Reginald Collin, a 'driving force of the Academy' sadly passed away on 16 December 2011. Discover more about his fascinating career and contribution to BAFTA.
A driving force behind the continuing development of BAFTA, Collin began his career at the Old Vic Theatre School before acting in weekly rep and joining ABC Television as a director in 1959. In those early days he created the arts programme Tempo (1961-67), before moving into drama. His best known hit from this period was the series Callan (1967-72) starring Edward Woodward as an embittered British secret agent.
The series was nominated for a Best Drama BAFTA in 1970 and 1971, while Collin himself picked up a number of awards in a long and successful career including a Fellowship from the Royal Television Society given in recognition of his contribution to the medium over the years. Other series he produced include Special Branch (1969-74), The Rivals of Sherlock Holmes (1971) Six Days of Justice (1972-75) and the miniseries Napoleon and Love (1974).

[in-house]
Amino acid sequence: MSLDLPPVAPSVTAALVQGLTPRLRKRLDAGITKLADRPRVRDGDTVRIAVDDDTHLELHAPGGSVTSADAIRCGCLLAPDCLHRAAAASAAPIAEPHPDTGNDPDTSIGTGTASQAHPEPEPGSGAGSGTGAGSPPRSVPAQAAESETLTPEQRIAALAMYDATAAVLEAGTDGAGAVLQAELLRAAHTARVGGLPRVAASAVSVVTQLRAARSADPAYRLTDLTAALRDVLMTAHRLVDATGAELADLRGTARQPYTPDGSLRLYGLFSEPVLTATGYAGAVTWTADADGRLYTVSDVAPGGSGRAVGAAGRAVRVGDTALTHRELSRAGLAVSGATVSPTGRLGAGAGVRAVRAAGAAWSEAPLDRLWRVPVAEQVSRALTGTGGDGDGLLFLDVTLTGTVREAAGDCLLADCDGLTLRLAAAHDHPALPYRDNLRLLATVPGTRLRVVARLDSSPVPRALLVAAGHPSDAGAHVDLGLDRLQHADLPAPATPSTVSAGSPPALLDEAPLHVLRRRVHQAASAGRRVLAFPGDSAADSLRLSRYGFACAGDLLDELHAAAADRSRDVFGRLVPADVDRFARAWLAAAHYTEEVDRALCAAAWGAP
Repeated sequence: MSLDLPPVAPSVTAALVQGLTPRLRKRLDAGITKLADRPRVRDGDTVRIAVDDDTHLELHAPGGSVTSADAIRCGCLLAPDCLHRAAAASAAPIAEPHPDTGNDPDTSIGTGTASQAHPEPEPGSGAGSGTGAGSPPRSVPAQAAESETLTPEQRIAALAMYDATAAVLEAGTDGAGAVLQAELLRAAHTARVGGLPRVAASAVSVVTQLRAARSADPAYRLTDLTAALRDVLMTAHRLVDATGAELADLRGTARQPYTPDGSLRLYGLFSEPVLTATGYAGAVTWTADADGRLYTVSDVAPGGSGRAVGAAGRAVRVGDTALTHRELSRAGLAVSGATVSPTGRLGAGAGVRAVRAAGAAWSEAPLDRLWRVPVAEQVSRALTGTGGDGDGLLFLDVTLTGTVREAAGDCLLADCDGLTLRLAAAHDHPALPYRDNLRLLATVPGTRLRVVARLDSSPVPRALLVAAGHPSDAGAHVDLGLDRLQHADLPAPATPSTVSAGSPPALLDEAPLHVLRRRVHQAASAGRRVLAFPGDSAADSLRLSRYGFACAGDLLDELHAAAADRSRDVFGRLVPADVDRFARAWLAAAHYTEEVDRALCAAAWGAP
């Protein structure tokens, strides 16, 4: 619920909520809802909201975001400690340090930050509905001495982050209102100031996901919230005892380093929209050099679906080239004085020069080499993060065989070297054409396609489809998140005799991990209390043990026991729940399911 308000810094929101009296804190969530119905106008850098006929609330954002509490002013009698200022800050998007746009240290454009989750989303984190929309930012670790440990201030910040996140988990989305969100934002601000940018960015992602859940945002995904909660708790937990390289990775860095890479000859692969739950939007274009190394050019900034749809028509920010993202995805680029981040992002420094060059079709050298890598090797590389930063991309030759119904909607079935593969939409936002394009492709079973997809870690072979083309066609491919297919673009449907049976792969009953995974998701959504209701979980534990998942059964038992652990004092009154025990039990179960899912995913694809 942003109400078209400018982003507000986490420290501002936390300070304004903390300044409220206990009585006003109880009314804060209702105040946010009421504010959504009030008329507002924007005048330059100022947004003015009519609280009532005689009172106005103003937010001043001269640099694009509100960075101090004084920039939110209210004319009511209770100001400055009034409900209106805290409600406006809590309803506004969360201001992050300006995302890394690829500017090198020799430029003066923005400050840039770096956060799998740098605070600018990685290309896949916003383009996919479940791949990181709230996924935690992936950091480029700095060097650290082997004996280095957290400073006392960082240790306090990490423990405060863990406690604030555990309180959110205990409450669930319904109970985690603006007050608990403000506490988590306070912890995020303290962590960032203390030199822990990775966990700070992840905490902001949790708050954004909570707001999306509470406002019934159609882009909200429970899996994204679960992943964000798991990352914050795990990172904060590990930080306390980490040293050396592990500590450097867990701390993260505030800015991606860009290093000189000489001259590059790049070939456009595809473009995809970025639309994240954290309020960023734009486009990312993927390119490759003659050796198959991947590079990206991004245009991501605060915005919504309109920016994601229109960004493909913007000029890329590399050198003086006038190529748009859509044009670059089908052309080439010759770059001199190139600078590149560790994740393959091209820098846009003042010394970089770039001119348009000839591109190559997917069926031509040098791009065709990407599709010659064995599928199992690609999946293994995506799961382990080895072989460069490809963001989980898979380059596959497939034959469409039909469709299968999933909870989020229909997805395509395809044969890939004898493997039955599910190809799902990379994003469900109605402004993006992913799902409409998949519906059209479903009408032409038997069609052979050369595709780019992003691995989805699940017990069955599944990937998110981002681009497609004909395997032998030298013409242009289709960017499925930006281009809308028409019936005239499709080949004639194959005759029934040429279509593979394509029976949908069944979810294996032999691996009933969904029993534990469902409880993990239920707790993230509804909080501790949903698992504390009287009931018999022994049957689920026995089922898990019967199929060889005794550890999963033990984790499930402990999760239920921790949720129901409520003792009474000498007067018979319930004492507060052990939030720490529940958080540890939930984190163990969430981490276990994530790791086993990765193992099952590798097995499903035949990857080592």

He was closely involved in the work of BAFTA, serving on the Council in 1972 then as co-chairman and later as chair of the Television Committee. He was a Director of the Academy between 1977 and 1987, and was recalled to this post during a critical period for BAFTA between January and May 1994 .
Collin was credited with encouraging the establishment of regional branches of the Academy, including BAFTA in Los Angeles, and forging bonds between BAFTA and AMPAS that endure to this day. In collaboration with Film Committee member Ralph Sheldon he also devised the jury system for Academy voting.
Other key events to which he leant his experience and expertise include a 60 Year Celebration of Oscar winners at Hampton Court; the BAFTA-Shell Great British Rally between London and Cannes to promote British film and television; and star studded Academy tributes at the Odeon Leicester Square to Dirk Bogarde, Julie Andrews and Sean Connery.